China equities outlook
- We remain positive on China equities, both onshore and offshore, and believe the “buy-on-dips” story remains intact.
- The consumption-led recovery still have room to go further, the government is still easing, corporate earnings are set to improve, positioning is far from crowded as domestic onshore and foreign investors just started to return and the still attractive valuations are key reasons for the uptrend to go further in the Year of Rabbit.
A faster-than-expected reopening
The rapid shift in Covid policy, plus the wrap up in regulatory policy for the big internet companies, saw a sharp rebound in China equities over the past three months with the MSCI China (offshore Chinese equities) up 58% and CSI 300 (A-shares)up 20% from the end-October lows.
The fast and furious rally has been largely driven by short-covering by hedge funds (mostly on the internet companies), significant Southbound Stock Connect buying (for Hong Kong-listed China equities), and robust Northbound buying (for on-shore A-shares).
In fact, Southbound saw net inflows of USD 49 bn in January, while the Northbound net inflows reached a record high (since the Stock Connect began in 2014) of USD 34 bn in January (vs only USD 13 bn for the whole 2022).
We turned more positive on overall China equities (both onshore and offshore) in early December amid more certainty about the re-opening and the still depressed valuations.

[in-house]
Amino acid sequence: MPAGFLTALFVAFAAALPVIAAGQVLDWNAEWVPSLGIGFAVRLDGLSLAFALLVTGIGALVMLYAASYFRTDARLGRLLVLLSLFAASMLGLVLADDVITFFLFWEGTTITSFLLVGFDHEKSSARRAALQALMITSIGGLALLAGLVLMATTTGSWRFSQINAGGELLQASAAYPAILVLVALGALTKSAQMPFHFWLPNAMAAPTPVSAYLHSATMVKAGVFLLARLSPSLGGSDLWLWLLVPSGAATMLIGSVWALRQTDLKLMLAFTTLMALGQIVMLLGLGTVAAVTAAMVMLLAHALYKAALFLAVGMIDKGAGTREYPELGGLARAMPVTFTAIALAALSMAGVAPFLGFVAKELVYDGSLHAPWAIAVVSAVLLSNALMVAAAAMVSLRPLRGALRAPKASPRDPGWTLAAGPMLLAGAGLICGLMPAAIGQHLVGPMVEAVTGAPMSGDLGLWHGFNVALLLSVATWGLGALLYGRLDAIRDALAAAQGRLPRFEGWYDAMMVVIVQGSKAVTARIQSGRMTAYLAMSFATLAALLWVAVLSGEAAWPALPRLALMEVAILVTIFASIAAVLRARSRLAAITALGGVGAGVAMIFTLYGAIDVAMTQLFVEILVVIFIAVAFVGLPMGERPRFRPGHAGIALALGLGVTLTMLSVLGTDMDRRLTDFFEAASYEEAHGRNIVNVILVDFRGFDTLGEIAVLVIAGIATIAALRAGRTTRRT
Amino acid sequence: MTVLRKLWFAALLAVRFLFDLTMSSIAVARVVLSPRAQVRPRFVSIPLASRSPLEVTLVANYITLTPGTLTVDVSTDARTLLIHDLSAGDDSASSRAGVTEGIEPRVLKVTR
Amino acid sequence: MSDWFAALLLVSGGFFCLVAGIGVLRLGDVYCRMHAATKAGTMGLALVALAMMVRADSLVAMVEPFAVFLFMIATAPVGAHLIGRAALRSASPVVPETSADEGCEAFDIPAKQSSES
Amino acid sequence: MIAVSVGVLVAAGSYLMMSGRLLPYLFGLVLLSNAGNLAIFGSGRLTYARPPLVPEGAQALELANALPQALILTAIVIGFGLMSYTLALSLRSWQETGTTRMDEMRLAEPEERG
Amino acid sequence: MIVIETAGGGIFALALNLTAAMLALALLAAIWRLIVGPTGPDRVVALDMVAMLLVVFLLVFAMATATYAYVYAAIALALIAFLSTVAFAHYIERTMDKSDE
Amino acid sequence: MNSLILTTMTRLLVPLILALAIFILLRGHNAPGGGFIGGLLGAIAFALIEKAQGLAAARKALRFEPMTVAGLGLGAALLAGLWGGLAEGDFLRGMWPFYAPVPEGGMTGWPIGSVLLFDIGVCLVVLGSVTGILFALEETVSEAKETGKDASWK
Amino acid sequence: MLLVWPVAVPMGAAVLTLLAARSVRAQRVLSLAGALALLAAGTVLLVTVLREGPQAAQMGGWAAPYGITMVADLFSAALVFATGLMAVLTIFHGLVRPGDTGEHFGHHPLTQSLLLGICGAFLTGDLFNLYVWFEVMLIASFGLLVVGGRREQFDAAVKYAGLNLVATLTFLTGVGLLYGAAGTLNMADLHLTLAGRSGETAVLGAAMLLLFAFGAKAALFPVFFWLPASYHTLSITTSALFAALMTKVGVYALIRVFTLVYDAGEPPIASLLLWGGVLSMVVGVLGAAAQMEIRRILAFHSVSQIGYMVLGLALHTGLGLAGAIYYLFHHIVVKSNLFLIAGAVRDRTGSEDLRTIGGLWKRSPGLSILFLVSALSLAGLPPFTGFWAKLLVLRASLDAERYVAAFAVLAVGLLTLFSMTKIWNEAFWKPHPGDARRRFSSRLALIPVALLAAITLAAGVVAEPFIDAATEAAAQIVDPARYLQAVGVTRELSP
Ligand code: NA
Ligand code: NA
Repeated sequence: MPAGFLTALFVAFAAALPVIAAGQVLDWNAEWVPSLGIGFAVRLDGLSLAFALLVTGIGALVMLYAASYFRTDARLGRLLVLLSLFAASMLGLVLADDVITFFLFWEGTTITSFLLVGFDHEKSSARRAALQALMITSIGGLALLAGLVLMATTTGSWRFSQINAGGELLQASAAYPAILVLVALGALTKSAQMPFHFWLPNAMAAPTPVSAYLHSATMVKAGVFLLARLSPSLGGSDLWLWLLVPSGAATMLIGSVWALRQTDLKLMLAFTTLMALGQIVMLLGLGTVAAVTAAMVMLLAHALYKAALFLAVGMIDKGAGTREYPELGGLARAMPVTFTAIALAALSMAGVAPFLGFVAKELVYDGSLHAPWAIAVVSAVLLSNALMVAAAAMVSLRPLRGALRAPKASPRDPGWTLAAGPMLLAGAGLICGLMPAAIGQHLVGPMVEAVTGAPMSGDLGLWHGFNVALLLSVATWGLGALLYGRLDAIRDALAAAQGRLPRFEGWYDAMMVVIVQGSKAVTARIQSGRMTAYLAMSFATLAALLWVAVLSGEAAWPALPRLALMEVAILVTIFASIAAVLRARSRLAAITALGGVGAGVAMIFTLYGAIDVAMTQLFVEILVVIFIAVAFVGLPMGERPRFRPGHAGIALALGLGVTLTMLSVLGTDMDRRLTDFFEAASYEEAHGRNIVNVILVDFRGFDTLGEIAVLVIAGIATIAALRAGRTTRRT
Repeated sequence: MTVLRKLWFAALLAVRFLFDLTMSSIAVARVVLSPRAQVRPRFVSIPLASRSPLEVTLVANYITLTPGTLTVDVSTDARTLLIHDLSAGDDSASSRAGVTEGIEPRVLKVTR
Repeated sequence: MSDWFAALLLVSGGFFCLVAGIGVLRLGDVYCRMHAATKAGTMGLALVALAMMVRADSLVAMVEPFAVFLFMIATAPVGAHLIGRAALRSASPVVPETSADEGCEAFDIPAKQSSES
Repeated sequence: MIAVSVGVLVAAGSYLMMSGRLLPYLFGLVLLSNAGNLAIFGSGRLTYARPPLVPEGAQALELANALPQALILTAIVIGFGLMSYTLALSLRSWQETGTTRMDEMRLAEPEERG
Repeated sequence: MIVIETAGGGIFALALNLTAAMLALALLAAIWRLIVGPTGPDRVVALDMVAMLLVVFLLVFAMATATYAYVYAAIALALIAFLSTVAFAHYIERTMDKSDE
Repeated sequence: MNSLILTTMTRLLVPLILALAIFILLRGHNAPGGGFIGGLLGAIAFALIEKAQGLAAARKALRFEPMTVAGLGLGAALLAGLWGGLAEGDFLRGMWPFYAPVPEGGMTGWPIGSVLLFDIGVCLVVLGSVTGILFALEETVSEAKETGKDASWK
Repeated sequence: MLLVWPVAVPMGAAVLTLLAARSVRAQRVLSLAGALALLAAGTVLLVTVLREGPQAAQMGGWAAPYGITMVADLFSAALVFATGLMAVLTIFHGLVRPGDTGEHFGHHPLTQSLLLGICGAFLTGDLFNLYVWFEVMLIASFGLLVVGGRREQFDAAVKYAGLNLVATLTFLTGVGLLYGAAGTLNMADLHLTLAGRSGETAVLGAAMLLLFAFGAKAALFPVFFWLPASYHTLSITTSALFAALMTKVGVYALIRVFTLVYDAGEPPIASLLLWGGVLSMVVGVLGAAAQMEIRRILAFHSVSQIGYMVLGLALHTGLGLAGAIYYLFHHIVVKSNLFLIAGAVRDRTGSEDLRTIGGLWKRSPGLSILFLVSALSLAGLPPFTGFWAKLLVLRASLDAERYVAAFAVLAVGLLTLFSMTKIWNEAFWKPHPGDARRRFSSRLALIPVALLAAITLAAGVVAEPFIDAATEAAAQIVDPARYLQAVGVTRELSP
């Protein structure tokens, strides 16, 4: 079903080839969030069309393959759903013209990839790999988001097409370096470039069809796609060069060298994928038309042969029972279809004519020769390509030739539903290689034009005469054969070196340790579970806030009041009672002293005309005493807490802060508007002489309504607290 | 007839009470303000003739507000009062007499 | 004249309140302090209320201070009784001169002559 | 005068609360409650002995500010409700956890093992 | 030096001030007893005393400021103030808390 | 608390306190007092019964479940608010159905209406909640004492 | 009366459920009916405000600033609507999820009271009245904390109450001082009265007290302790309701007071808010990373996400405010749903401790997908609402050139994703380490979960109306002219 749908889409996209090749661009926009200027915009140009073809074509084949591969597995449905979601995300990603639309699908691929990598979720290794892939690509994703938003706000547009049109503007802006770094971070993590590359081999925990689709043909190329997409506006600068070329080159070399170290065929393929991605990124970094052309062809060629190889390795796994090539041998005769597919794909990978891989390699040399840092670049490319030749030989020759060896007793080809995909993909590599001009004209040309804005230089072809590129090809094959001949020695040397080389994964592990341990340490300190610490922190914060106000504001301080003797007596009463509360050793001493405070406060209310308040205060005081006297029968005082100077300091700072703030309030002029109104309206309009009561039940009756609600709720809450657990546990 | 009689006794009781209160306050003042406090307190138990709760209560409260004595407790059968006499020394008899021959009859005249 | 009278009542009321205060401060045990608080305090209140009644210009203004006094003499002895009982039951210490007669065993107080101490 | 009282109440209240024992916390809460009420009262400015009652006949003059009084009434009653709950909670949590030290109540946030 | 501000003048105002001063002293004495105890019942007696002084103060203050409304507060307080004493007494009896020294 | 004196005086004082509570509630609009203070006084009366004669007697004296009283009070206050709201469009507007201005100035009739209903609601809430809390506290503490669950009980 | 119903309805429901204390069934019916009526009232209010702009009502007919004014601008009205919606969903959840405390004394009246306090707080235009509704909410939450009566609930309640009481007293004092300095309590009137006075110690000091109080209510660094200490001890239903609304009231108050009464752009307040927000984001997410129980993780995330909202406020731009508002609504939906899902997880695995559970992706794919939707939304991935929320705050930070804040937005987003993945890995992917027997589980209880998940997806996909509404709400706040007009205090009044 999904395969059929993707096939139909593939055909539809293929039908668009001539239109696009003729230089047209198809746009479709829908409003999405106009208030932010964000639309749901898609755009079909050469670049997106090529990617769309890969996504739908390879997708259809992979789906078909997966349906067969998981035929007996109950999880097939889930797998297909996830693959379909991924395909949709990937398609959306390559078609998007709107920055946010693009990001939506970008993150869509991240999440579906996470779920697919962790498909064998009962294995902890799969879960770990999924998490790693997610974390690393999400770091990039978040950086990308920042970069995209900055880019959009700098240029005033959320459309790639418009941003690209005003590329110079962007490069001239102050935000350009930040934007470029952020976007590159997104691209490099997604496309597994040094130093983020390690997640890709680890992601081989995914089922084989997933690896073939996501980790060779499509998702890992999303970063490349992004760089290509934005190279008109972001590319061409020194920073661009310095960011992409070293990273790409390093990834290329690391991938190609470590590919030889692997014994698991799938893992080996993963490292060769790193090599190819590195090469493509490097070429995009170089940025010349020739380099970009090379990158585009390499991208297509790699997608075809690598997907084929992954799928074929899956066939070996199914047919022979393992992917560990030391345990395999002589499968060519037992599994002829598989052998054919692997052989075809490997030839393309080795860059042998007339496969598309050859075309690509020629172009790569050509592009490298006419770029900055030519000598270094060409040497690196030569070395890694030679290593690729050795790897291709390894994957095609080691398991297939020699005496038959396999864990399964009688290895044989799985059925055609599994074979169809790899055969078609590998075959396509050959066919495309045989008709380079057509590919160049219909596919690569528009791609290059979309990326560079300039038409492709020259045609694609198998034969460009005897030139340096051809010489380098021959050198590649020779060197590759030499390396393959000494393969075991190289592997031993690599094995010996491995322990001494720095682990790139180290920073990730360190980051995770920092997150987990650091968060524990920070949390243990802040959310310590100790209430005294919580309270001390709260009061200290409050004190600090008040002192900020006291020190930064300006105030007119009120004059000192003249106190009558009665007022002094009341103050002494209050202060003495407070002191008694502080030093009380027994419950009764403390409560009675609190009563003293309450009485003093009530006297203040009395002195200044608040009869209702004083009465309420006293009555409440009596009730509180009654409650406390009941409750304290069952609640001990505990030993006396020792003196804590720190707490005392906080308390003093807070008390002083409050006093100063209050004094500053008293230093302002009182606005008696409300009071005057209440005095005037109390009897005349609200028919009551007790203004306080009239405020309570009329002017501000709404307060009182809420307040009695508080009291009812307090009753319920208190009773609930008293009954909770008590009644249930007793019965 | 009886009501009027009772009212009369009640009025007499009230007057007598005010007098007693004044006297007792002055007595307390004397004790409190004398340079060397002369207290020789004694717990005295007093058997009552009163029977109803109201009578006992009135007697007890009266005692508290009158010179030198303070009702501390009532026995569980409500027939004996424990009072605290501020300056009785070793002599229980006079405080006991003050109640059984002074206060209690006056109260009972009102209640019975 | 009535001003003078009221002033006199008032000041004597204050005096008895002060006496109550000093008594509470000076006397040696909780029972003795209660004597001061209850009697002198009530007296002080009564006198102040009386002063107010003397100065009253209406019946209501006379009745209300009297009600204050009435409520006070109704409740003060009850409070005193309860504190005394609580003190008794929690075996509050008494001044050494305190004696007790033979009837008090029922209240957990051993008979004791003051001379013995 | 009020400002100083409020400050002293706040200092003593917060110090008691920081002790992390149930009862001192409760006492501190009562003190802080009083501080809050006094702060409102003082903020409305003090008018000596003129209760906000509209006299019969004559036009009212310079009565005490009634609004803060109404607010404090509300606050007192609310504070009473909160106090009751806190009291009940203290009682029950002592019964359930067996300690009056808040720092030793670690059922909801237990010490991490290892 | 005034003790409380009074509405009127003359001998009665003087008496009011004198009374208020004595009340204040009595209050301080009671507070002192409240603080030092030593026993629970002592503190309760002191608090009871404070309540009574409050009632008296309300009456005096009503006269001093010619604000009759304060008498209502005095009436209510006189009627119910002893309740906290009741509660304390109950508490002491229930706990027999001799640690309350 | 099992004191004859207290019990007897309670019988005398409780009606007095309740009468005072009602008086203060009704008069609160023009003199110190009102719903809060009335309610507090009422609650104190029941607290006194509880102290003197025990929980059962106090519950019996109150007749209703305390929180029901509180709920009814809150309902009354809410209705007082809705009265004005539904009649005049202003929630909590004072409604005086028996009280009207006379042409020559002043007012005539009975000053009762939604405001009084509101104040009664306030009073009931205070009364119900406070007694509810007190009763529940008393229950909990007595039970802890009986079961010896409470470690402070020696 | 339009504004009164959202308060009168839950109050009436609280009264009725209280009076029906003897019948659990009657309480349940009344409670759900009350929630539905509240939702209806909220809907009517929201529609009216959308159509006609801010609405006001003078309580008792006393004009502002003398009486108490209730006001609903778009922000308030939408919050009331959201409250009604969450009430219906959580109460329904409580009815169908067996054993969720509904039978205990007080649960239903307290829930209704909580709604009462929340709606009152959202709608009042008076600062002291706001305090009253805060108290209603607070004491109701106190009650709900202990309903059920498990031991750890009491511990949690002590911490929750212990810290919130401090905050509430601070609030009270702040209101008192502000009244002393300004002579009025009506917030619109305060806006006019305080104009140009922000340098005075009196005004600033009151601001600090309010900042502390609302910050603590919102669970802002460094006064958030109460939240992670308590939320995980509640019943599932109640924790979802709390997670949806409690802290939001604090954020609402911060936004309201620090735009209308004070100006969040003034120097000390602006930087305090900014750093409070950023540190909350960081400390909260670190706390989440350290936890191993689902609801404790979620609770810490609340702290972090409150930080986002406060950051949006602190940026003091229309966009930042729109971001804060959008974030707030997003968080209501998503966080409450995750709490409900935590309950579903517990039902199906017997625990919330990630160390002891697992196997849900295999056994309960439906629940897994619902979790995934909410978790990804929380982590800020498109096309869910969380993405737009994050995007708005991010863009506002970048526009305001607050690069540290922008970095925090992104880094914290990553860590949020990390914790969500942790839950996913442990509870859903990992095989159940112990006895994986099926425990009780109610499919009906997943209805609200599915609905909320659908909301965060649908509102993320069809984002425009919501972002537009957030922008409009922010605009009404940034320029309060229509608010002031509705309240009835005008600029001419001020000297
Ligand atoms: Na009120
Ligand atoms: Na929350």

The rally still has legs. Why?
After such a strong run, it is reasonable to see a consolidation recently. The next question is “Do we think there is still room for more upside?”
We believe Chinese equities, both on-shore A-shares and offshore Chinese equities (H-shares, ADRs), could bounce further in the Year of Rabbit due to the following reasons.
(1) A consumption-led economic recovery
Massive excess savings (estimate to be around 10% of GDP) during the pandemic will unleash pent-up demand, couple with an improvement in the labour market, should see a strong turnaround in private consumption this year.
With Covid infections already peaked (which suppressed sentiment previously), we expect to see a V-shaped recovery in consumer and real economy data in coming months.
We have just started to see evidence from the high frequency mobility data, such as domestic tourism, hotel revenues and theater box office numbers, moving back to 80-90% of the 2019 levels during the Chinese new year holidays.
(2) China is still in easing mode
Beijing vowed to prioritize economic growth this year with plans on more tax/fee cuts and financing support to relieve pressure on stressed SMEs. State Council and provincial level meetings were held in major economic hubs, such as Beijing, Shanghai and Guangdong, with signals to boost confidence of private companies. We recently revised up our 2023 China GDP growth forecast from 4.5% to 5.1%. This is in contrast to the tightening mode and recession risks for other major economies.
(3) Corporate earnings estimates are set to revise upwards
After the re-rating (valuation recovery) in Chinese equities over the past three months, the next phase of the rally will likely be driven by earnings.